For all these reasons, most scientists and conservationists (including this writer) support the continued and expanded use of 1080 poison, at least as a temporary measure in the face of imminent destruction of the forests.
At the same time, it is clear that the constant bombardment of the forests with poison is not a viable long-term solution to the pest. Some solution along the lines of Holland’s proposal for dealing with the rabbit pest, by making economic use of the possum’s value as a source of meat and furs, makes more sense, and could provide employment to many rural workers.
Possum fur made into clothing has very good heat-retention qualities. There are parts of the world where animal furs as clothing are not a luxury item, but a necessity, and a trade in these furs could relieve the pressure on local species in those regions that are being hunted to extinction for their furs. Possum meat is also good for human consumption – although not, obviously, if it has been poisoned; there is already a small export trade to Hong Kong, Taiwan and Malaysia, where it is appreciated as a delicacy. It is also processed into pet food.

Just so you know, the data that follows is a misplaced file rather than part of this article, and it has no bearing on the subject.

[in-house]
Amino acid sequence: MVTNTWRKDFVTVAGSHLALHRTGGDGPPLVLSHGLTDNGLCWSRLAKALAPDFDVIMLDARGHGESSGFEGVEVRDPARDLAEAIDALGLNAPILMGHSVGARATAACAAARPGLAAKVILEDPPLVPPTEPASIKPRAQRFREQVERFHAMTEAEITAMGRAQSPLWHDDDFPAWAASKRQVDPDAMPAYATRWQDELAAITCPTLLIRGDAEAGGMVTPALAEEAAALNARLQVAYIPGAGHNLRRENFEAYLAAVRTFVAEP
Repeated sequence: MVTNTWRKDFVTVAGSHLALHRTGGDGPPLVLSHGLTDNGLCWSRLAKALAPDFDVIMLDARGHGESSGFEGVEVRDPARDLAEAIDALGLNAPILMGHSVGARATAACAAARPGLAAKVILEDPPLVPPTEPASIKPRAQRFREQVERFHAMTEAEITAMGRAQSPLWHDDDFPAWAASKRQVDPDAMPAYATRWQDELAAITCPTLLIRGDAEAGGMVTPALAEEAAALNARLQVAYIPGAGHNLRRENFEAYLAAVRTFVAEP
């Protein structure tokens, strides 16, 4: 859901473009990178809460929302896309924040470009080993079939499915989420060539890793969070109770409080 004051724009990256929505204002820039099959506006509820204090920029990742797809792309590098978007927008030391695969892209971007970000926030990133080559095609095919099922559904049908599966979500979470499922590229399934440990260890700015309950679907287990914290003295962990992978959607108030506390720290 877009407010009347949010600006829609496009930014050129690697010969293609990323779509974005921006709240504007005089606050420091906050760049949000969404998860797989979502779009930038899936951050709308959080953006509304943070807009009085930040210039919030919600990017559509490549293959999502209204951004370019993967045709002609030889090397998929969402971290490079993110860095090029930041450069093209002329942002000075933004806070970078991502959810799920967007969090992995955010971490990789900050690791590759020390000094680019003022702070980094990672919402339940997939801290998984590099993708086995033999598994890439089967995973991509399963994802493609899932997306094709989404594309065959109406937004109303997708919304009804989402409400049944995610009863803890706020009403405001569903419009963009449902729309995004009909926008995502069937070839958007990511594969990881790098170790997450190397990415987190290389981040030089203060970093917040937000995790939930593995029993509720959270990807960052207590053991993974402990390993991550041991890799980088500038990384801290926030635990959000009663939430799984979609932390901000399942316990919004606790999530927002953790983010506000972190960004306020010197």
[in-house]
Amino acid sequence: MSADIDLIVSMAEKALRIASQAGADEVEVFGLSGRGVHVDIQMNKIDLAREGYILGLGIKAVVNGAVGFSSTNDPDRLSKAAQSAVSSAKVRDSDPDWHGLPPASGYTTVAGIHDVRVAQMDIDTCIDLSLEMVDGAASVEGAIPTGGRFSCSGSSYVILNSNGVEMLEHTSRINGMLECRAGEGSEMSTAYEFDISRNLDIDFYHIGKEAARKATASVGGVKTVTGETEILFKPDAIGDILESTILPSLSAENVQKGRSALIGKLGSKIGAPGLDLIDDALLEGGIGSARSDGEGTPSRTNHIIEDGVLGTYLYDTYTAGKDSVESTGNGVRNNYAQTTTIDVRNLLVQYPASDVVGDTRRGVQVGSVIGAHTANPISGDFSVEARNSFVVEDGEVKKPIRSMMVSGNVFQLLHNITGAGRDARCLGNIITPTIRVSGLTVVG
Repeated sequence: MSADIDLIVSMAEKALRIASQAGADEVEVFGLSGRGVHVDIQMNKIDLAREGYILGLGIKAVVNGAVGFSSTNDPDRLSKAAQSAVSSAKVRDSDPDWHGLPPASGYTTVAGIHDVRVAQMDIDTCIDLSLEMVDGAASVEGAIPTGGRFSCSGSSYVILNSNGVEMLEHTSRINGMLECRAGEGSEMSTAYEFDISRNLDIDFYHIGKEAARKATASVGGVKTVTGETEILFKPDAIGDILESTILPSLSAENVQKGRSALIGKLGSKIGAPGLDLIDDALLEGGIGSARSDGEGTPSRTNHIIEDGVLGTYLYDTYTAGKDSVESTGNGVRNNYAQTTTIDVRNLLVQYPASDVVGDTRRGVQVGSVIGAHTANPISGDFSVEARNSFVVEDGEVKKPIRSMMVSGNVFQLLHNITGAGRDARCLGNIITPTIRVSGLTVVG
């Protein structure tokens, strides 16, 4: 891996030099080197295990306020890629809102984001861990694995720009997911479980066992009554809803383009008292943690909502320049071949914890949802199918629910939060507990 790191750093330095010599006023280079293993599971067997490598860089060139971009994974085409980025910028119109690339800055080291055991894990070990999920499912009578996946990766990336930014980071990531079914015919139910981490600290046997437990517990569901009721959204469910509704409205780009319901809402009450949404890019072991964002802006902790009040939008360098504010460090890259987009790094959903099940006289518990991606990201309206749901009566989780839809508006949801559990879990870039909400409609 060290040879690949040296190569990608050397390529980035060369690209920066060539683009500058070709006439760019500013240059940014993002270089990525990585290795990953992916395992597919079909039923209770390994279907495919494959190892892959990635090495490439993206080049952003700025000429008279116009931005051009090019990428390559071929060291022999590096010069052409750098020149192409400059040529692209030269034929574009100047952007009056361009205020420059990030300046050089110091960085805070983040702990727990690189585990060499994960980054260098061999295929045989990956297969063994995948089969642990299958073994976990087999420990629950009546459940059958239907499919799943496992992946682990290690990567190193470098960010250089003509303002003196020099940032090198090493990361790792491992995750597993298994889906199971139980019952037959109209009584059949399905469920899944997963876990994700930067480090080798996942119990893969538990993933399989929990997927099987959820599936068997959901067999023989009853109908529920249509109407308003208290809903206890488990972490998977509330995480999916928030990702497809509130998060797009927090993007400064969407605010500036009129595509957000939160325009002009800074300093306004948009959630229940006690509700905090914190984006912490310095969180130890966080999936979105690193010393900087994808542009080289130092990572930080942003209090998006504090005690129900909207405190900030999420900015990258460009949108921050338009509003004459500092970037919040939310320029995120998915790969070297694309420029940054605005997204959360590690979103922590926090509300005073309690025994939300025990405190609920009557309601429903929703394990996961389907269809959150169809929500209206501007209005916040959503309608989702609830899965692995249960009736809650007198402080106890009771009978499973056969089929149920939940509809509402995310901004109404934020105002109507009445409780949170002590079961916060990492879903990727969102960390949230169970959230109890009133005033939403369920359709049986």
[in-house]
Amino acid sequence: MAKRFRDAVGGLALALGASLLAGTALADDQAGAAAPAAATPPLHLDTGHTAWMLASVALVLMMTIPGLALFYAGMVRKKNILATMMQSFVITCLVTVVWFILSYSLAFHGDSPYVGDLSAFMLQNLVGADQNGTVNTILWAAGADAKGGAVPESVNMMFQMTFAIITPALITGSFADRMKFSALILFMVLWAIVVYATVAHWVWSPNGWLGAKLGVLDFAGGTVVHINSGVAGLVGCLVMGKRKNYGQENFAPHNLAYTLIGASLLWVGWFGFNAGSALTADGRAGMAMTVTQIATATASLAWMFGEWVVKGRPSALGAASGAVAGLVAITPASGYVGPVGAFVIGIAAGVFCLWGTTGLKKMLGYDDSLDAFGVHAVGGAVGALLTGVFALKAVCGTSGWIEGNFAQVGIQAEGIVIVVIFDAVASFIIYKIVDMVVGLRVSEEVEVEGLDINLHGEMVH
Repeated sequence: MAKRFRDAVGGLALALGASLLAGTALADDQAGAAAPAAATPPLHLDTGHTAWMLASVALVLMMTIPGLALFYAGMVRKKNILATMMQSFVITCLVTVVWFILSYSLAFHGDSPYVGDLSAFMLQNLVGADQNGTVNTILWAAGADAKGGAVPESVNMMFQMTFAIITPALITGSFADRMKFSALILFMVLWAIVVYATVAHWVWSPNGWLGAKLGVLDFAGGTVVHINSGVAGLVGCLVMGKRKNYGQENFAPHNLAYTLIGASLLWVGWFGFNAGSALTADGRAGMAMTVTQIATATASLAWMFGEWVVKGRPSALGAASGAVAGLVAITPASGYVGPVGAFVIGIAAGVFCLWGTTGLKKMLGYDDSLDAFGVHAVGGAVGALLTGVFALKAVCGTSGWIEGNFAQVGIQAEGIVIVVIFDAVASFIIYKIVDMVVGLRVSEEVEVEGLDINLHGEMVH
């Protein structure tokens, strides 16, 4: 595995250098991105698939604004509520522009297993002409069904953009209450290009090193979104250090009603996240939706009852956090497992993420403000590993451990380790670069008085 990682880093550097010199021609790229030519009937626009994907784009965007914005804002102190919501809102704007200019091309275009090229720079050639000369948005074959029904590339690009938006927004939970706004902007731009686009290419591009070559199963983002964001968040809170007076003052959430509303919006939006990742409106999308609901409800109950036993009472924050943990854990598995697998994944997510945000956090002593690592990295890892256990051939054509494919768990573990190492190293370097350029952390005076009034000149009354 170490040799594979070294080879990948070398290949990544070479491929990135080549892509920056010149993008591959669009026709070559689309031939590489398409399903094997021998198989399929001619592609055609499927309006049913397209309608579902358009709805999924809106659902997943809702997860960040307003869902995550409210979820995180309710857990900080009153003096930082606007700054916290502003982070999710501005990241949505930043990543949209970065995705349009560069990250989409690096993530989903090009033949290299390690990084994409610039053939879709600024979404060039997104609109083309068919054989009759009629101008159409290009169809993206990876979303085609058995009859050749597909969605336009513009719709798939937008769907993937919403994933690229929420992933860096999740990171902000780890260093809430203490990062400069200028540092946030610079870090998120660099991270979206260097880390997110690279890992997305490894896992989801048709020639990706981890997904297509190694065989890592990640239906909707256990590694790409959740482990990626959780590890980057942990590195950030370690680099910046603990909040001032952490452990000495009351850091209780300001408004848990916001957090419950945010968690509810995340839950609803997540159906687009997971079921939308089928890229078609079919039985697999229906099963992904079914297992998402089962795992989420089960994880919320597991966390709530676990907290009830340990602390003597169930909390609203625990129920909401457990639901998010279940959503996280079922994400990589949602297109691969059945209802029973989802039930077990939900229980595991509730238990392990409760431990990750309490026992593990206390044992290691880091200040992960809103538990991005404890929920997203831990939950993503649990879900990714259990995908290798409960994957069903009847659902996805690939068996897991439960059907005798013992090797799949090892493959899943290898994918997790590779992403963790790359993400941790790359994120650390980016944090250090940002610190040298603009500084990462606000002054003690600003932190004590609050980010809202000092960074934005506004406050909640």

Although small-scale industries based on possum fur and meat already exist, and the number of possums killed for furs is now close to the number poisoned by aerial 1080 drops, the labour needed to eradicate or even manage the pest in this way cannot be mobilised by the booms and busts of the capitalist market. Suffice it to recall that the most recent big worsening of the possum problem took place in the 1970s and 80s, when worldwide protests against all use of animal furs pushed the price of possum furs so low that it was uneconomic for trappers to continue, and the animals multiplied unchecked.
Exactly as was the case in Holland’s time, the ‘solutions’ considered by the bourgeoisie neglect the greatest possible source of ‘solutions’, namely, the experience, labour and creativity of working people. The prime condition for really coming to grips with this problem is, as it was in Holland’s time, a “working class administration.”